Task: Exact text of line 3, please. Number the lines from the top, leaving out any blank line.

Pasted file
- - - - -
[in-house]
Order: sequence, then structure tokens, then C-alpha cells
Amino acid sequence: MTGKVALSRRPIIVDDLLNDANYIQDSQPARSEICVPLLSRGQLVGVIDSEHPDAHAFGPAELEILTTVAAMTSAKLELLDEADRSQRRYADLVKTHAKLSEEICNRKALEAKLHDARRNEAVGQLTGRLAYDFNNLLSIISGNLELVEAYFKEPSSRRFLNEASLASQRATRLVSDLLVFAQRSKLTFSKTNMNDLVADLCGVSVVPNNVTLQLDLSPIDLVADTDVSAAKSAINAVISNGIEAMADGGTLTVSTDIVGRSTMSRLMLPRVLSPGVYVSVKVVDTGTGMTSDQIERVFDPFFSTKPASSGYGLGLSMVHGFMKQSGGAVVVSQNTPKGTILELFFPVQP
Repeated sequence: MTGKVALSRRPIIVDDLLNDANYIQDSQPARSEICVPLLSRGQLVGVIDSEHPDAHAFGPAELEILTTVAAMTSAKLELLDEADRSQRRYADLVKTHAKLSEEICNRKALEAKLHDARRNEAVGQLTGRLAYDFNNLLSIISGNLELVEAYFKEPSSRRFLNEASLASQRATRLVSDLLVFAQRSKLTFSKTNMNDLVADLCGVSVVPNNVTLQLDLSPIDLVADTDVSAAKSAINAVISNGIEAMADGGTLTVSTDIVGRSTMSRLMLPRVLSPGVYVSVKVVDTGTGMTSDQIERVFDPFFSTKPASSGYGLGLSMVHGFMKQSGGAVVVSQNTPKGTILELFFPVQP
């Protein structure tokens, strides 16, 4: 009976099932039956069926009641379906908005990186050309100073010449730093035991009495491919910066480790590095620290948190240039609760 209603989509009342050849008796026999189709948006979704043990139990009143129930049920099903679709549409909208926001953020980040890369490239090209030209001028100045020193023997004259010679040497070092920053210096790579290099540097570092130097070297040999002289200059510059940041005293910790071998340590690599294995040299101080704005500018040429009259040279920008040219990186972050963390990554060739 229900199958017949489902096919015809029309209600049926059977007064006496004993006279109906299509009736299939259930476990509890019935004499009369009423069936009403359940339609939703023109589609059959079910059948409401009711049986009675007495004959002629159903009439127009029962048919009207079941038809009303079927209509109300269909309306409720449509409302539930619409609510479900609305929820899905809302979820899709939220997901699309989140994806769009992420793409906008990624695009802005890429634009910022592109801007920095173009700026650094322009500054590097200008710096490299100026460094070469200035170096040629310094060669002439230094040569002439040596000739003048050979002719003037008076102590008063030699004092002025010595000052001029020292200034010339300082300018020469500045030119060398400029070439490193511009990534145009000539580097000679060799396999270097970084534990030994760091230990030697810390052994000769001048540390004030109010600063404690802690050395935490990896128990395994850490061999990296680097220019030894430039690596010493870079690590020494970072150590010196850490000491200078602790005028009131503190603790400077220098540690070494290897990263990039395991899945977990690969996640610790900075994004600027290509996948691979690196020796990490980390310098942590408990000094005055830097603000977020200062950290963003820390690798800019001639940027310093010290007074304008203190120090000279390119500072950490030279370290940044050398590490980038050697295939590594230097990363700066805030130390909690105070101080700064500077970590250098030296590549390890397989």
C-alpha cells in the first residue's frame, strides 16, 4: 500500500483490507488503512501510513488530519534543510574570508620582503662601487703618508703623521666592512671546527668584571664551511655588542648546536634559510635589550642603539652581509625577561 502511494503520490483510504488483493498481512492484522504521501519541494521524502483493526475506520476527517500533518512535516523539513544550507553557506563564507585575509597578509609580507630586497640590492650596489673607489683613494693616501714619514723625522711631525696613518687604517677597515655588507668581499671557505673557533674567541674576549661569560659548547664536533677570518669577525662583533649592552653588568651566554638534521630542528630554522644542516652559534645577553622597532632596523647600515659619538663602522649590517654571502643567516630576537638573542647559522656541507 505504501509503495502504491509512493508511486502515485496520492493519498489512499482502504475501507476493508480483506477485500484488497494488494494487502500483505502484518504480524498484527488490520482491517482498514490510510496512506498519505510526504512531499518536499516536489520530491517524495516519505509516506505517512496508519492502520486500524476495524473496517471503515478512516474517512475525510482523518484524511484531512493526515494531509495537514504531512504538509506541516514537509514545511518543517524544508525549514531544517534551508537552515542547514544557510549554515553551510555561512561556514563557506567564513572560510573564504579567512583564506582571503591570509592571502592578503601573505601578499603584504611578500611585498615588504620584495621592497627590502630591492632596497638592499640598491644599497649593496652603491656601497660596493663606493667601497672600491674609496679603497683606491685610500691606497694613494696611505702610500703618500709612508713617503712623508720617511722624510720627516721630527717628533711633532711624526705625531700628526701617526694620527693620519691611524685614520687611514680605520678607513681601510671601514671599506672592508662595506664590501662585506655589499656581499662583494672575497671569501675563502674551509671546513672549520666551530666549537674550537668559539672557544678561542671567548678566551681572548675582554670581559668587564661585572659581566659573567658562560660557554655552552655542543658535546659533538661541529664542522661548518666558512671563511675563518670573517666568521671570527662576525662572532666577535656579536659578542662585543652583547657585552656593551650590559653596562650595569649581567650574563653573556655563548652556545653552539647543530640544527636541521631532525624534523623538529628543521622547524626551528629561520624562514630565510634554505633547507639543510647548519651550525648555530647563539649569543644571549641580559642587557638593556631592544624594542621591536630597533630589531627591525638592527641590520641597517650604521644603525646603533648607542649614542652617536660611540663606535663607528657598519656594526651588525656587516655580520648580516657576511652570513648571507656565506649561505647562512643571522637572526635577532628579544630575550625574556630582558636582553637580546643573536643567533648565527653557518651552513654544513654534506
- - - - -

Amino acid sequence: MTGKVALSRRPIIVDDLLNDANYIQDSQPARSEICVPLLSRGQLVGVIDSEHPDAHAFGPAELEILTTVAAMTSAKLELLDEADRSQRRYADLVKTHAKLSEEICNRKALEAKLHDARRNEAVGQLTGRLAYDFNNLLSIISGNLELVEAYFKEPSSRRFLNEASLASQRATRLVSDLLVFAQRSKLTFSKTNMNDLVADLCGVSVVPNNVTLQLDLSPIDLVADTDVSAAKSAINAVISNGIEAMADGGTLTVSTDIVGRSTMSRLMLPRVLSPGVYVSVKVVDTGTGMTSDQIERVFDPFFSTKPASSGYGLGLSMVHGFMKQSGGAVVVSQNTPKGTILELFFPVQP